Sensor Calibration

Upload the test code below to your Teensy.  While it's plugged into your computer, open your Serial monitor.  You'll see a list of numbers scrolling down the screen.

With one finger on your switch lock, touch each charm and watch the numbers change.  Get a sense of what the numbers are doing.  You'll need a rough idea of the highs and lows you get when touching your charms to make the code work right.

Download: file
//test code for Alohamora bottle

#include <CapacitiveSensor.h>
#include <FastLED.h>

#define DATA_PIN    23
#define LED_TYPE    WS2812
#define NUM_LEDS    5        // Change this to reflect the number of LEDs you have

int HUE = 0;            
int SATURATION = 255;          
int BRIGHTNESS = 255;       


CRGBPalette16 gCurrentPalette;
CRGBPalette16 gTargetPalette;

 * CapitiveSense Library Demo Sketch
 * Paul Badger 2008
 * Uses a high value resistor e.g. 10M between send pin and receive pin
 * Resistor effects sensitivity, experiment with values, 50K - 50M. Larger resistor values yield larger sensor values.
 * Receive pin is the sensor pin - try different amounts of foil/metal on this pin
 * Modified by Becky Stern 2013 to change the color of one RGB Neo Pixel based on touch input

CapacitiveSensor   cs_4_1 = CapacitiveSensor(4,1);        // 10M resistor between pins 4 & 2, pin 2 is sensor pin, add a wire and or foil if desired
CapacitiveSensor   cs_4_2 = CapacitiveSensor(4,2);        // 10M resistor between pins 4 & 2, pin 2 is sensor pin, add a wire and or foil if desired
CapacitiveSensor   cs_4_3 = CapacitiveSensor(4,3);        // 10M resistor between pins 4 & 2, pin 2 is sensor pin, add a wire and or foil if desired

void setup()                    
  delay(3000); // 3 second delay for recovery
  // tell FastLED about the LED strip configuration
    .setDither(BRIGHTNESS < 255);

  // set master brightness control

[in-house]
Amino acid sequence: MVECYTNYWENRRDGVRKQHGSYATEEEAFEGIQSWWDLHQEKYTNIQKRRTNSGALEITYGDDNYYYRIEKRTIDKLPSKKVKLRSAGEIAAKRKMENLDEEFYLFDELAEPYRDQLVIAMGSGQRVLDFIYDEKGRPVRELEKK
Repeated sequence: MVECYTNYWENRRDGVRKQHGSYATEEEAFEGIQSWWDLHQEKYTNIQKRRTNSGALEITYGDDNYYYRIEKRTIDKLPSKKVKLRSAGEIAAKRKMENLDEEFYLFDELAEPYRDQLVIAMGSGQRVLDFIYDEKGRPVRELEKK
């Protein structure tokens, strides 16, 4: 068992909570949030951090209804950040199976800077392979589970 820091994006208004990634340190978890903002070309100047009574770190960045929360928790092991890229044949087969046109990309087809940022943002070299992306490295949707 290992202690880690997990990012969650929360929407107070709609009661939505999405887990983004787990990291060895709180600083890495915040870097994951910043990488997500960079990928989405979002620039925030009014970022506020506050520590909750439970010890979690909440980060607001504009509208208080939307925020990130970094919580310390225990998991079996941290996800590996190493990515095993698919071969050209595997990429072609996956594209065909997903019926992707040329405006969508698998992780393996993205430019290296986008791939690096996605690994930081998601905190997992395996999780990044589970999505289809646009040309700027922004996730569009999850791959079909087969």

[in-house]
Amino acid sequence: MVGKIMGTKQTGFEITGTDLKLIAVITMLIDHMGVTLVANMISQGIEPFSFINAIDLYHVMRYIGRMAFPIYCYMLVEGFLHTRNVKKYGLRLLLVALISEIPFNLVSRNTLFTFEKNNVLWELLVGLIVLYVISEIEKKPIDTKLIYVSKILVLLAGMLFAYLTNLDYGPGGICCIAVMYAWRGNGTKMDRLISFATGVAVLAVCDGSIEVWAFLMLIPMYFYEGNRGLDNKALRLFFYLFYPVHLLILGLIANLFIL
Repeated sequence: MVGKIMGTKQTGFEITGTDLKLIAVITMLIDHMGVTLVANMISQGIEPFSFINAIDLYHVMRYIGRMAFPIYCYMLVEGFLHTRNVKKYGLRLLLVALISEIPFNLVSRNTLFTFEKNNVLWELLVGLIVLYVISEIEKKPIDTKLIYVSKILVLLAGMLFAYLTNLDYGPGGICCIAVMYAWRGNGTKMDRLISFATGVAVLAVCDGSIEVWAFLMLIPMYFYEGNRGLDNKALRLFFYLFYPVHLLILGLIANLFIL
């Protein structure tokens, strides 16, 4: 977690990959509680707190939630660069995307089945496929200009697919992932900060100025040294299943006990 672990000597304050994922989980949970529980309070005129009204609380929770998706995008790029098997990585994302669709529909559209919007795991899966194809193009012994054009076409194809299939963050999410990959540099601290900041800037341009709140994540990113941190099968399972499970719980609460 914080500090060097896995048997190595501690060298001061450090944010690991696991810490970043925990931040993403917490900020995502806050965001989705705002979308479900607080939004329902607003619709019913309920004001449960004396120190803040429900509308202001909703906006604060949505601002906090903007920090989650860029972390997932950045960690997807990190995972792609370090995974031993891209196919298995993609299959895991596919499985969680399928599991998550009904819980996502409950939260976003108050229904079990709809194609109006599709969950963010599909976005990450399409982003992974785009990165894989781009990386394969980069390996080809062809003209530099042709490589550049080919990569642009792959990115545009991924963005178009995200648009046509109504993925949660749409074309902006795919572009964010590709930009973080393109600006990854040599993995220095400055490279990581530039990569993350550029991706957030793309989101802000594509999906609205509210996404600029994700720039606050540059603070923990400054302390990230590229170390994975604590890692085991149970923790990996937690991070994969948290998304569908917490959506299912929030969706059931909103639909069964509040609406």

void loop(){
    long start = millis();
    long total1 =  cs_4_1.capacitiveSensor(30);
    long total2 =  cs_4_2.capacitiveSensor(30);
    long total3 =  cs_4_3.capacitiveSensor(30);

if (total1 > 3000){
 // digitalWrite(11, HIGH);
   BRIGHTNESS=255; HUE=0; Solid();

  } else if (total2 > 3000){
 // digitalWrite(13, HIGH);
   BRIGHTNESS=255; HUE=200; Solid();

} else if (total3 > 3000){
 // digitalWrite(11, HIGH);
   BRIGHTNESS=255; HUE=160; Solid();

} else { 
   BRIGHTNESS=100; HUE=55; Solid();

  Serial.print(millis() - start);        // check on performance in milliseconds
    Serial.print("\t");                    // tab character for debug windown spacing

    Serial.println(total1);                  // print sensor output 1
     Serial.println(total2);                  // print sensor output 2
    Serial.println(total3);                // print sensor output 3 

  delay(10);                             // arbitrary delay to limit data to serial port  

void Solid()

In my serial monitor, I see the numbers jumping from the 20s-30s to the 10,000s when I touch each charm.  I chose a value of 3000 for the sensor cutoff, which works really well with my charms.

Find the total1, total2 and total3 variables in the loop() portion of the test code and play with the cutoff numbers to reflect what your charms are doing.  When you've got it right, the bottle will change colors when you touch each charm.

Once you have this working reliably while plugged into your computer, unplug your arduino and try it with just the battery plugged in.  To make it work reliably, keep one finger on your on/off switch lock while you touch the charms.

Science Moment!

Capacitive touch sensors work great when they're plugged in to your computer or a power grid of some kind.  They need the tasty ground connection that comes with plugged-in power.  

Running capacitive touch sensors from a battery means no strong ground connection.. like, to the ground beneath your feet.  Capacitive touch sensors really want that connection.   

When you touch the metal of your on/off switch lock with your finger, your body and your feet on the ground will provide that needed ground connection.  Then the rest of the circuit is happy as a clam and will proceed to function properly.  

Okay!  Once you have your charms all working beautifully, it's time to assemble the bottle and make everything pretty.

This guide was first published on Apr 18, 2016. It was last updated on Apr 18, 2016. This page (Sensor Calibration) was last updated on Apr 22, 2019.